RIT researchers develop bioinks using CELLINK BIO X to promote organ regeneration

Institution

Rochester Institute of Technology

Team

Iris Rivero and Srikanthan Ramesh

Challenge

In order to promote cell function outside the body and move closer to tissue regeneration, a cell-friendly environment is essential. This environment must be biocompatible and functionalized in a way to promotes cells to develop in a manner that is natural and mimics what is found in the body. In the world of bioprinting, this is usually dictated by the bioink used.

Solution

The group is developing and testing a variety of biomaterials, ranging from biopolymers like PCL to materials like the body’s most abundant protein, collagen. They hope to produce an ideal bioink that mimics natural bone and can go through the extrusion bioprinting process of the CELLINK BIO X bioprinter.

Results

Hear about the groups plan here: https://www.youtube.com/watch?v=II24m6a7zyw

Read more

RIT 3D bioprinting searches for materials to help the body repair itself. 3D Printing Industry. March 2019. 3dprintingindustry.com.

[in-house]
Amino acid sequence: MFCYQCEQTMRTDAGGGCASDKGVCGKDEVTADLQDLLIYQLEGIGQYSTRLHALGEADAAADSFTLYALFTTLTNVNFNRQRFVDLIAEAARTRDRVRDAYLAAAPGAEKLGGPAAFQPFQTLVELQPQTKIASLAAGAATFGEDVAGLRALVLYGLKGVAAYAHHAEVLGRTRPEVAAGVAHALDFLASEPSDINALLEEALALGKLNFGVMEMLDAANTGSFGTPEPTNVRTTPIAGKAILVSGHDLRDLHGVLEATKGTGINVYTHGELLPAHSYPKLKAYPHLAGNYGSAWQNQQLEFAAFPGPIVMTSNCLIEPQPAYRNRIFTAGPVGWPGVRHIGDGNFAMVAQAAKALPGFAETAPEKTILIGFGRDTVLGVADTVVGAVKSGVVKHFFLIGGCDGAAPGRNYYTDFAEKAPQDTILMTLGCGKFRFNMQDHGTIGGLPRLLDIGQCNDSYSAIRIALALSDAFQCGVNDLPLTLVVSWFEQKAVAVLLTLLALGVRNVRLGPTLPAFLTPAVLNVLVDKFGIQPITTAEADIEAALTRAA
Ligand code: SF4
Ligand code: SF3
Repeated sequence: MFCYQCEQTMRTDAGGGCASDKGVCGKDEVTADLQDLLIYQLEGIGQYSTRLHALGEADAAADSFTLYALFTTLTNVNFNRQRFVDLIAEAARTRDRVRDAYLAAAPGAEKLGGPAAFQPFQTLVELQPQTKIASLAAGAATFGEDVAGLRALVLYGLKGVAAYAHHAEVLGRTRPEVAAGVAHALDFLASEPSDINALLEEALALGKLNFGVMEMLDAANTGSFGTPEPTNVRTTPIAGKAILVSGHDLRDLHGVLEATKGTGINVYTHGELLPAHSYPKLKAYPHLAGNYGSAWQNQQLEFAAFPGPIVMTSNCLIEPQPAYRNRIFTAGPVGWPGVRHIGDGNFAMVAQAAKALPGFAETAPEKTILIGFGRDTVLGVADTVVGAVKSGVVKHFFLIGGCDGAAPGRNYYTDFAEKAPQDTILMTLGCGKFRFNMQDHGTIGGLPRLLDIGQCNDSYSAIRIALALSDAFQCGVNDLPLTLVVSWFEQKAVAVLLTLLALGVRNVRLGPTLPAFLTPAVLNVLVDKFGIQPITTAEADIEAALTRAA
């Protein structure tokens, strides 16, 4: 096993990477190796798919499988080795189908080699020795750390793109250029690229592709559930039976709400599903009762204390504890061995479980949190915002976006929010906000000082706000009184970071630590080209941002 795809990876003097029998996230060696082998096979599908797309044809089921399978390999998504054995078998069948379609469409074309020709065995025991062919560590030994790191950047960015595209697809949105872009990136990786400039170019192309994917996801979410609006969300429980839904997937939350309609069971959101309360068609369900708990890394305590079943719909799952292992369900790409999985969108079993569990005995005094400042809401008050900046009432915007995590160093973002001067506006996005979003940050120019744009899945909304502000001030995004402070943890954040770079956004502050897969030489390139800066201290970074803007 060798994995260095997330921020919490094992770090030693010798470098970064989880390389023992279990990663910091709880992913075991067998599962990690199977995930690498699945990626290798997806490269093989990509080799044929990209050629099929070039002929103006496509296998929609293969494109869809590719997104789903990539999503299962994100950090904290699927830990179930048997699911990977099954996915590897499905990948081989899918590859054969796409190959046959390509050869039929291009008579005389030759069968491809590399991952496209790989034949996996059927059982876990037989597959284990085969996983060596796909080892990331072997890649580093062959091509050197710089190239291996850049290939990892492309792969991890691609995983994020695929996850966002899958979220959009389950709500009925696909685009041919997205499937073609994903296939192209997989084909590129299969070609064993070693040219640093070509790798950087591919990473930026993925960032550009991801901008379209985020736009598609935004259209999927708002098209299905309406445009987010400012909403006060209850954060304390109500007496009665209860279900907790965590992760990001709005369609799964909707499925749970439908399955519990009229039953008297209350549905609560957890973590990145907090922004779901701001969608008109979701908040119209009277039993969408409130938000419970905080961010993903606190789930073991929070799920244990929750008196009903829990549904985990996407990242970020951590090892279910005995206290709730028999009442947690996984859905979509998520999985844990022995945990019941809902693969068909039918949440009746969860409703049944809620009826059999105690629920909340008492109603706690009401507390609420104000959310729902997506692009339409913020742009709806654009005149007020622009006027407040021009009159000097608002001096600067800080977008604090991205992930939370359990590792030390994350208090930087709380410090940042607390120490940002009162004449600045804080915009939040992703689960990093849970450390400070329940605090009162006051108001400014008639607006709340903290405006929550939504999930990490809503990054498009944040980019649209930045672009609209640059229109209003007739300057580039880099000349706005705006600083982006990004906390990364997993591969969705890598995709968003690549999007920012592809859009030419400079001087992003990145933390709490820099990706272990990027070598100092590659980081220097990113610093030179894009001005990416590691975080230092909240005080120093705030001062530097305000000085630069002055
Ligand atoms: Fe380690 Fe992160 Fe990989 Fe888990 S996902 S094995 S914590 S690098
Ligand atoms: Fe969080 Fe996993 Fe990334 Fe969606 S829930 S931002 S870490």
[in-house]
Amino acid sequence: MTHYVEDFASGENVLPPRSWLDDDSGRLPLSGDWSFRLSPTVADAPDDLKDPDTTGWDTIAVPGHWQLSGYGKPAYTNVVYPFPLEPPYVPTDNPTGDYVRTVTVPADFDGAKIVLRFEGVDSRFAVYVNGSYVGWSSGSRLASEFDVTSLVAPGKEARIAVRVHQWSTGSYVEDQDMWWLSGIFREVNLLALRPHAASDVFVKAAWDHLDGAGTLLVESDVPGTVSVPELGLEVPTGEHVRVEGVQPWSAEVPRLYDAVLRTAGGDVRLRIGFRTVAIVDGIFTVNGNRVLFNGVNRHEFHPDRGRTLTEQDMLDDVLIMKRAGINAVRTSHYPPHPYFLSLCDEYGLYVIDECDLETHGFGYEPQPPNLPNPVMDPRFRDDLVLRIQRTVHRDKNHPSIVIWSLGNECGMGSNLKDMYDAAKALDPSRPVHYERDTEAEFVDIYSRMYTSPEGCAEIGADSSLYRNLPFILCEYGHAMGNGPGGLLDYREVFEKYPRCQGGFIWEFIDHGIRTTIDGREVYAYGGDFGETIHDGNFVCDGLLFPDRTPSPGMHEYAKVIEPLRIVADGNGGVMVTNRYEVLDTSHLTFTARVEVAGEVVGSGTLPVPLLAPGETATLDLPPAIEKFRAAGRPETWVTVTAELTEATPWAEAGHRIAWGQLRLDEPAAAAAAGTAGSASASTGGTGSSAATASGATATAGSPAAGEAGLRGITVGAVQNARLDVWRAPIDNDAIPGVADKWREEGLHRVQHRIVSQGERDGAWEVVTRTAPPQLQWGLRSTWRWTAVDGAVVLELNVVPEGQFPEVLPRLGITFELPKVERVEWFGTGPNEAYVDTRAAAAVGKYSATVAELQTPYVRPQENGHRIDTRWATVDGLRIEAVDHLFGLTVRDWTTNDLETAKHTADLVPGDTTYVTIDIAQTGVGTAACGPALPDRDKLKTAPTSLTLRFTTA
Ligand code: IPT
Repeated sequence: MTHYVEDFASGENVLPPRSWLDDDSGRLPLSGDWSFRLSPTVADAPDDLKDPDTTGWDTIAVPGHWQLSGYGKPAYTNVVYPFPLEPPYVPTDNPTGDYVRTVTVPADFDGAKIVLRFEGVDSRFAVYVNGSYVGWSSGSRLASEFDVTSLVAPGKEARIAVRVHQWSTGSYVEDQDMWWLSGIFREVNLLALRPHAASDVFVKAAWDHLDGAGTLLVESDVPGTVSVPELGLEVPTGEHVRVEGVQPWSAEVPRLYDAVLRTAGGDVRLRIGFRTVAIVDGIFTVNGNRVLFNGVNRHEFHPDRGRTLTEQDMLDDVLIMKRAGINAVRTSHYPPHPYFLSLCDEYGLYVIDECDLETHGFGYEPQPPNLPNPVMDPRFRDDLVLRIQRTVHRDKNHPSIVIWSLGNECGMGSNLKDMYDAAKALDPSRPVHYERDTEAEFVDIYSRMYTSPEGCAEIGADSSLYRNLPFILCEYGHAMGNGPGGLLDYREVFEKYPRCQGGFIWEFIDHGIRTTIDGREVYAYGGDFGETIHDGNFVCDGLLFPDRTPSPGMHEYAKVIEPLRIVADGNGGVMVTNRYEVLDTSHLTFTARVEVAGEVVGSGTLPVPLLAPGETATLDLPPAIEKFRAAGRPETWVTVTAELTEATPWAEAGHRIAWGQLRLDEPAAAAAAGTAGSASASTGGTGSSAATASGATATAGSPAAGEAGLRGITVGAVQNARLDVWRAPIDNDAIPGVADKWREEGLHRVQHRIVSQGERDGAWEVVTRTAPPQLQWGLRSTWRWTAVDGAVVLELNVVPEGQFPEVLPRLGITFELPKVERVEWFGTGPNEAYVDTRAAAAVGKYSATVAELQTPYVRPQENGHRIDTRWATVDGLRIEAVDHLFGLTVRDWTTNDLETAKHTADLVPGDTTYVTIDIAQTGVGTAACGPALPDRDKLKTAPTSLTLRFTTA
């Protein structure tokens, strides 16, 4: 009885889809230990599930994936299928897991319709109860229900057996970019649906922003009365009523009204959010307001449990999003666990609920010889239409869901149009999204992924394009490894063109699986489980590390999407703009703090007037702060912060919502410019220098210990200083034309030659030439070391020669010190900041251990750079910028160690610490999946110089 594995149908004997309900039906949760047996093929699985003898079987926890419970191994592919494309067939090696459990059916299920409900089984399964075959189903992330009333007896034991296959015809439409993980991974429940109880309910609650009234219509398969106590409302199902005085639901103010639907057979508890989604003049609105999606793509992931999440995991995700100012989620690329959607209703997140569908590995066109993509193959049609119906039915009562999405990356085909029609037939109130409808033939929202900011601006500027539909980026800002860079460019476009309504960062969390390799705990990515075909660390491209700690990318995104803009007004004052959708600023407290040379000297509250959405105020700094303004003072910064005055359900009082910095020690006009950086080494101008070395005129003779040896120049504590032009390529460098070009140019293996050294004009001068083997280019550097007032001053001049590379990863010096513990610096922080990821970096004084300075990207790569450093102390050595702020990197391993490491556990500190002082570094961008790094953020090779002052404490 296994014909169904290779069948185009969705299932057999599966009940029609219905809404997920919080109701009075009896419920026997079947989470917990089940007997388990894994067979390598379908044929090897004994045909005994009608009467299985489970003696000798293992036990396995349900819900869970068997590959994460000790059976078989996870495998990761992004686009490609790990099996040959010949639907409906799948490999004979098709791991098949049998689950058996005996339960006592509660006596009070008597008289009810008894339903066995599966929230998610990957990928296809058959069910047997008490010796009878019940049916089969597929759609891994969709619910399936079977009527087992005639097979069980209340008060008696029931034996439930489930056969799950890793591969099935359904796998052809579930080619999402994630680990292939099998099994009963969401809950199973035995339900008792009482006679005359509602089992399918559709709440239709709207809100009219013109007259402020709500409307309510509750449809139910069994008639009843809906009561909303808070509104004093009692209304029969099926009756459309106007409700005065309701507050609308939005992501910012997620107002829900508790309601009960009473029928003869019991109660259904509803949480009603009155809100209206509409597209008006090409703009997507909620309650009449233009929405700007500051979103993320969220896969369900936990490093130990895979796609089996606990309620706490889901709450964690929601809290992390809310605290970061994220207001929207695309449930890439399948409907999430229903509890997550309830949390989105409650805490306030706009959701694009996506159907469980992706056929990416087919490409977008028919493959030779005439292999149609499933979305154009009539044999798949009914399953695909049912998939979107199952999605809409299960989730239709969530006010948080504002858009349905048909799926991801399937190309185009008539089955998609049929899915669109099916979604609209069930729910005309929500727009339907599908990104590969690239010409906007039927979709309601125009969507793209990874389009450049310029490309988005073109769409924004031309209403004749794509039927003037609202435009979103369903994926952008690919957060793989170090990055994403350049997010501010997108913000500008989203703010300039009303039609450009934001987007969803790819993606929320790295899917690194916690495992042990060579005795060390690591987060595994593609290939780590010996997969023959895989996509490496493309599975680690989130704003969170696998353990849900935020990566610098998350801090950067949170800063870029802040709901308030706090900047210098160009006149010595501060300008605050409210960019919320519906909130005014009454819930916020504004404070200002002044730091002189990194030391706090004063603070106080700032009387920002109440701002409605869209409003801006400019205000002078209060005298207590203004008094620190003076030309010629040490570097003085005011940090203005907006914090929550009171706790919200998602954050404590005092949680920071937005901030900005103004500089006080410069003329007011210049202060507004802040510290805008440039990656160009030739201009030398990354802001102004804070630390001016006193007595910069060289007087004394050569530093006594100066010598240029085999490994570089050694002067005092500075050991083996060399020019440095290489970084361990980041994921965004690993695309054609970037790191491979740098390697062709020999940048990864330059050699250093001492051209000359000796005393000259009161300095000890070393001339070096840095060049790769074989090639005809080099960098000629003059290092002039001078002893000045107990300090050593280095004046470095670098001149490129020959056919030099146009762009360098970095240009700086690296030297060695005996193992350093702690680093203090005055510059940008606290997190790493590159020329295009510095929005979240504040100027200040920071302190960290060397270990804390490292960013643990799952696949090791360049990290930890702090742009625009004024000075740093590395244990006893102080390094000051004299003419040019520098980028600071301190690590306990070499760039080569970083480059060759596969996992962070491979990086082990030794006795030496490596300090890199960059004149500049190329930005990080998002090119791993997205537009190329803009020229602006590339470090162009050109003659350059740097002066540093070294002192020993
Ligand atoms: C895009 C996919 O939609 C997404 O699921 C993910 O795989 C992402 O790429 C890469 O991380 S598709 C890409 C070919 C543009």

Relevant products for this post

More Customer Spotlights

Researchers at Rensselaer Polytechnic Institute have developed a way to 3D print living skin, complete with blood vessels. The advancement, published online today in Tissue Engineering Part A, is a significant step toward creating grafts that are more like the skin our bodies produce naturally
Using human blood cells, Brazilian researchers have obtained hepatic organoids ("mini-livers") that perform all of the liver's typical functions, such as producing vital proteins, storing vitamins and secreting bile, among many others.
With the help of a BIO X printer, scientists in the Department of Applied Science and Technology validated the use of bioprinted collagen nanocomposites for high-resolution scaffolds, taking a significant step toward producing more biomimetic patient-specific bone-like scaffolds on demand. With millions affected by osteoporosis and degradation of bone mechanics such regenerative medicine strategies are urgently needed.
Bioengineers from Tufts University coupled the INKREDIBLE with a novel printing technique to achieve hierarchical assembly of silk fibroin molecules into 3D macroscale architectures that have intrinsic biocompatibility, as well as exceptional mechanical strength and shape complexity.